Buzz off, XPS 13. The Elite Dragonfly convertible might be the new premium portable to beat. At the very least, it's the first business-focused laptop I've used in a long time that makes me want to leave my personal ultrabook at home. It’s also yet another addition to the growing list of Project Athena laptops.
HP's just-announced Elite Dragonfly is an under-1kg (2.2 pound) 13-inch fold-over with full-size USB-A and HDMI ports (one of each), plus two USB-C /Thunderbolt 3 ports. It also sports an attractive, sturdy “dragonfly blue” iridescent CNC-aluminum shell (which unfortunately looks more brown/grey under the lighting provided) with a finish that’s treated to resist fingerprints. It also has one of the best keyboards I’ve used on any ultraportable, screen options aplenty, and a promised battery life of 16 hours on the base model, or up to 24.5 hours if you opt for the extended battery model.
While HP is aiming the Elite Dragonfly at customers whose work life blends with the rest of their life (hi there, basically everyone in 2019), it's a business laptop first. That means it packs Intel’s vPro tech (for security and remote maintenance), HP’s third-gen Sure View privacy screen as an option, and the company’s Sure Sense, which HP says uses machine learning to help prevent against unknown viruses and other forms of advanced malware.
In other words, HP is placing lots of importance on security with the Dragonfly, which is great even all the headlines about vulnerabilities and breaches over the last few years. But the need for vPro means your CPU options with this laptop are stuck in the quad-core Intel 8th Gen realm, rather than newer six-core 10th Gen CPUs (which aren’t available with vPro yet).
After getting some hands-on time with HP's Elite Dragonfly at a press event here in New York City yesterday, the slightly aged CPU limitations seem to be the primary downside.
Well the CPUs and the price. Starting at $1549 with just 8GB of RAM and a Core i5, this Elite laptop owns its namesake. Still, that's not exactly astronomical for a premium business laptop – especially one that I’d happily make my primary PC. Please don't tell my Ryzen gaming rig I said that.
Some of the other finer points of the Elite Dragonfly: The base model's 1080p touch display looks quite good, and is rated to 400 nits. But you can also opt for a 4K HDR 400 panel, or a Sure View screen with a super-bright 1,000-nit screen. Note the latter option is so bright in part because HP's Sure View screen privacy tech tends to massively cut brightness when switched on.
The keyboard is also a key selling point for the Elite Dragonfly—or it should be. I’m reserving full judgement for when I get to spend more than a few minutes typing on it. But in my brief hands-on, I was impressed with both the amount of travel and the tactile feel of the keys—which use rubber domes. I’m not tossing my mechanical desktop keyboard anytime soon, but I feel like the keyboard HP is offering here can compete favorably with the best ultrabook keyboards in the business—including Lenovo's ThinkPad X1 Carbon, even though the Carbon’s keys feel distinctly different.
Oh, and HP claims to have factored the sound of the keyboard (which is actually pretty quiet) into the noise-canceling algorithm of the microphones. So your colleagues shouldn’t here you typing away (and pretending to pay rapt attention) while they talk.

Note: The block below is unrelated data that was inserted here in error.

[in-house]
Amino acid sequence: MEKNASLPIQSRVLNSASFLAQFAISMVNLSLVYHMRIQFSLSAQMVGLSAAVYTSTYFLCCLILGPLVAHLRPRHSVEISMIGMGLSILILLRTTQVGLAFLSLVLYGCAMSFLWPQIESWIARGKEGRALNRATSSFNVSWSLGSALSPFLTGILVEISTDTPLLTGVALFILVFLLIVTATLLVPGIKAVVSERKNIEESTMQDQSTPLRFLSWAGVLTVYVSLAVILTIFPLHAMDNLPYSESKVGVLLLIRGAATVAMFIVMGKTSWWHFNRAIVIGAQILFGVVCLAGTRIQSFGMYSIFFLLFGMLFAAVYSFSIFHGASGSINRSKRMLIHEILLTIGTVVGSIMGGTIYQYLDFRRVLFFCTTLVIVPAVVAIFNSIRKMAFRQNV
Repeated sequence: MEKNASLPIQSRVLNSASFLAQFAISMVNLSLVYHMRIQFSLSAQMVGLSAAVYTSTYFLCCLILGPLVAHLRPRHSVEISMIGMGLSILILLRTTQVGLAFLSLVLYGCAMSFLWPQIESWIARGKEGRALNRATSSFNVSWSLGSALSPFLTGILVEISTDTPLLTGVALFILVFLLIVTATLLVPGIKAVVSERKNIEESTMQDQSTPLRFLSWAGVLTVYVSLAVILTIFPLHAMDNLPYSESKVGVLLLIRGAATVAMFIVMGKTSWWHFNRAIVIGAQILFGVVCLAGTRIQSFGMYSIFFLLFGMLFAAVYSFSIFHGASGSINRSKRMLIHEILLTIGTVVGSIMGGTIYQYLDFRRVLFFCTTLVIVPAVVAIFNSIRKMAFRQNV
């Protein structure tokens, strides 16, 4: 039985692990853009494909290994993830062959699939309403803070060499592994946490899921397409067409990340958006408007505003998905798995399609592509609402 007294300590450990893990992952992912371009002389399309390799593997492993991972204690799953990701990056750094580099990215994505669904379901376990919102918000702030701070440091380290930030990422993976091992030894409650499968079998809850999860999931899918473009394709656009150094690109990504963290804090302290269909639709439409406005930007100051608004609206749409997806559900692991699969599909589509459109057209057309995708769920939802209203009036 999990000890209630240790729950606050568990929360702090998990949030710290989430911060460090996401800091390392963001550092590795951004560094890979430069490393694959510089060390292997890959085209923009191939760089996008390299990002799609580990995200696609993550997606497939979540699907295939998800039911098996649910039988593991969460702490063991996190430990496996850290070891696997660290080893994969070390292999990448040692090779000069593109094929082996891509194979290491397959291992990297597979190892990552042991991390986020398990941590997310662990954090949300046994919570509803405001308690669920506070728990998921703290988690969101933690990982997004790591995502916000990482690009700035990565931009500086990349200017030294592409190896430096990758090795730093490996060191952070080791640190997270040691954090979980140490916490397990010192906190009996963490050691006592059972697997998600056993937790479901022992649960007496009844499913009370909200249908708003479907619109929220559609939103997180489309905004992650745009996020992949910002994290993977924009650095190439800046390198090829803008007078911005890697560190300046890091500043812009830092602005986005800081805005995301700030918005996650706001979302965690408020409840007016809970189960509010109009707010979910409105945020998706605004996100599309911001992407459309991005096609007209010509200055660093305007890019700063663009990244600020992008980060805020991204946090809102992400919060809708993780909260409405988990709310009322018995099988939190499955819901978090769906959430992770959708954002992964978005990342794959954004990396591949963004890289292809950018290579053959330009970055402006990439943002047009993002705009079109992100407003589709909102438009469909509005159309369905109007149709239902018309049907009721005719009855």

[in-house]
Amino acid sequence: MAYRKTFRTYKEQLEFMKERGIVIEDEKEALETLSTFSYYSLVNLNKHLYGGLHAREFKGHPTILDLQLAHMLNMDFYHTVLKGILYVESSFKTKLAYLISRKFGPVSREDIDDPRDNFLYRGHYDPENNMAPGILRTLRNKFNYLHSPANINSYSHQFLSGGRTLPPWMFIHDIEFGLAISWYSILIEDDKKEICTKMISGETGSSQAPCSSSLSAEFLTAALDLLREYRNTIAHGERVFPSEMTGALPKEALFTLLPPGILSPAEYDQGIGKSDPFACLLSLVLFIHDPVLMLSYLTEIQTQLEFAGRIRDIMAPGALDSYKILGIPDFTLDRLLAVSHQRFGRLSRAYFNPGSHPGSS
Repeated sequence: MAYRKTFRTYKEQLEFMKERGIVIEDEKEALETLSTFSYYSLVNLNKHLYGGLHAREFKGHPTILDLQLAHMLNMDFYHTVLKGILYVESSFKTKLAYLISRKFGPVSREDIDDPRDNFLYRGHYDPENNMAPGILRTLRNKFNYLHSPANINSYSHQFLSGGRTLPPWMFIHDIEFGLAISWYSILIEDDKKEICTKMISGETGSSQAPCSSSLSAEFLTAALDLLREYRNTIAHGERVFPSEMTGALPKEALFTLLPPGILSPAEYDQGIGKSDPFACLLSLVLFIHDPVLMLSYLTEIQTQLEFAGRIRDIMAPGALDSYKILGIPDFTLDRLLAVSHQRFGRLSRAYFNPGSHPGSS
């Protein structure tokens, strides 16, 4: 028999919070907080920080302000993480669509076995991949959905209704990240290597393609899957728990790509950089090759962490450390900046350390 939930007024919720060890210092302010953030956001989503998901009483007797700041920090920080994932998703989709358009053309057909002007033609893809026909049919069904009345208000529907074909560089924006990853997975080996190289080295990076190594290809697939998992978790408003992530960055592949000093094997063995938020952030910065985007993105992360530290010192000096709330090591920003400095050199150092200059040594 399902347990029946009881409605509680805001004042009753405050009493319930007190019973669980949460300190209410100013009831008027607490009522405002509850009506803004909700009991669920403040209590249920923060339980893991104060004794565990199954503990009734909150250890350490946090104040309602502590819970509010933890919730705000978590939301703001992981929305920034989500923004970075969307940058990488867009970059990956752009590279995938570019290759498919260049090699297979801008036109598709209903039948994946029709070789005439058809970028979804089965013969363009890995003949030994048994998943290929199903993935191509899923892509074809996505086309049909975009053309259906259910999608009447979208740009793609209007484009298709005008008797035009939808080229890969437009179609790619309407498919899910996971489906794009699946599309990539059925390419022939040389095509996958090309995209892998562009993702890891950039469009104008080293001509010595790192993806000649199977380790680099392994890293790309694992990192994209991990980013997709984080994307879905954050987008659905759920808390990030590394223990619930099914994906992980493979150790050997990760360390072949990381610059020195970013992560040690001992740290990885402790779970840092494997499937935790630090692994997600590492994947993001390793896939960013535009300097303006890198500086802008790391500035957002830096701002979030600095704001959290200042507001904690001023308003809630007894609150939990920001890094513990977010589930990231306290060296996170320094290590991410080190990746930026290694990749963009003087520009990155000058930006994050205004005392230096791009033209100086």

Connectivity is also important for both work and play, so HP has included next-gen Wi-Fi 6 (802.11ax), as well as optional 4x4 cellular LTE connectivity in its Elite Dragonfly. And for those who prefer a pen to the keyboard, the laptop is designed to work with HP's Active Pen G3, which stows in a newly designed leather sleeve to help keep you from using it.
As for the full list of specs, as a business device from HP, there are five CPUs, eight SSD options (which sadly start with a 128GB SATA drive), three screen options. Plus there’s the standard 38 Wh battery, or a 56 Wh option. And HP says fast charging means you’ll be able to charge the Dragonfly to 50% in just a half hour.
Part of what makes the Elite Dragonfly stand out (other than its quietly badass name) is that HP isn’t trying to introduce anything groundbreakingly new here. The company told us its internal research shows that people are coming back to their PCs as the device you go to for focused work or play. And in my experience, the traditional clamshell design is still the best for productivity (sorry Surface Pro), while a fold-over hinge has proven great for media consumption.
So instead of trying to reinvent what’s already a great form factor, the company has refined it – seemingly to an extreme. Again, I haven’t spent days or weeks with the Dragonfly yet, but from the moment I held it in my hand, it was clear this is indeed an elite portable PC – maybe the best there is. To my mind that was a crown held by Dell’s XPS 13 for years. But now I’m not so sure.
I love the Dragonfly’s blue shell (even though Asus has been pushing a similar color on some of its ultrabooks for years). The keyboard feels great at first blush. The whole package feels very rigid -- HP says the design was put through 19 MIL-STD 810G tests and a total of 120 thousand hours of HP testing procedures. And even the base-model screen looks great, thanks in part to bezels that are thin enough to look modern and sleek, while still leaving room for the 720p IR Webcam up top (Windows Hello support is included, along with a fingerprint reader) where it belongs.